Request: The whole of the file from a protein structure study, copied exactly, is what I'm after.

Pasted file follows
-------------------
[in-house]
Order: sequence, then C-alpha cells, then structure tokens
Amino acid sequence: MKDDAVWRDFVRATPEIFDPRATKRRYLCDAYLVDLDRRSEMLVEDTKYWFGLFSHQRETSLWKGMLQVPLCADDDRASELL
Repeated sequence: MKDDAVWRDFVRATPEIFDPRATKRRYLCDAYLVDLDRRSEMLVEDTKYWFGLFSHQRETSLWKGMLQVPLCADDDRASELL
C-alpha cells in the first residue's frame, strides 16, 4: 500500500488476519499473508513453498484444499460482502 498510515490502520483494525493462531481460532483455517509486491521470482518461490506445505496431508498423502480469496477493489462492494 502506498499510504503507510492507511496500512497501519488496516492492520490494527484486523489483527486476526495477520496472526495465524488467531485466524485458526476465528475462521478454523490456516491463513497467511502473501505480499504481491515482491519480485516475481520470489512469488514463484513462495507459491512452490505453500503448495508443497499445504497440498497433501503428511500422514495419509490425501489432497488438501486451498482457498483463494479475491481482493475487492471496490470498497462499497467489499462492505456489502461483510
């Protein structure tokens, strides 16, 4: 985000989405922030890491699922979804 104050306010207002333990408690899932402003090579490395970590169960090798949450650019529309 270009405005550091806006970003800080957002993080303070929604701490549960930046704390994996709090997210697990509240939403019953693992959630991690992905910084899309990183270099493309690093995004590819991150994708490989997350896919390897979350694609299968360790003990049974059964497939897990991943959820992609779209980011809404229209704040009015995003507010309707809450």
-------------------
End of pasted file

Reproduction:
[in-house]
Order: sequence, then C-alpha cells, then structure tokens
Amino acid sequence: MKDDAVWRDFVRATPEIFDPRATKRRYLCDAYLVDLDRRSEMLVEDTKYWFGLFSHQRETSLWKGMLQVPLCADDDRASELL
Repeated sequence: MKDDAVWRDFVRATPEIFDPRATKRRYLCDAYLVDLDRRSEMLVEDTKYWFGLFSHQRETSLWKGMLQVPLCADDDRASELL
C-alpha cells in the first residue's frame, strides 16, 4: 500500500488476519499473508513453498484444499460482502 498510515490502520483494525493462531481460532483455517509486491521470482518461490506445505496431508498423502480469496477493489462492494 502506498499510504503507510492507511496500512497501519488496516492492520490494527484486523489483527486476526495477520496472526495465524488467531485466524485458526476465528475462521478454523490456516491463513497467511502473501505480499504481491515482491519480485516475481520470489512469488514463484513462495507459491512452490505453500503448495508443497499445504497440498497433501503428511500422514495419509490425501489432497488438501486451498482457498483463494479475491481482493475487492471496490470498497462499497467489499462492505456489502461483510
């Protein structure tokens, strides 16, 4: 985000989405922030890491699922979804 104050306010207002333990408690899932402003090579490395970590169960090798949450650019529309 270009405005550091806006970003800080957002993080303070929604701490549960930046704390994996709090997210697990509240939403019953693992959630991690992905910084899309990183270099493309690093995004590819991150994708490989997350896919390897979350694609299968360790003990049974059964497939897990991943959820992609779209980011809404229209704040009015995003507010309707809450």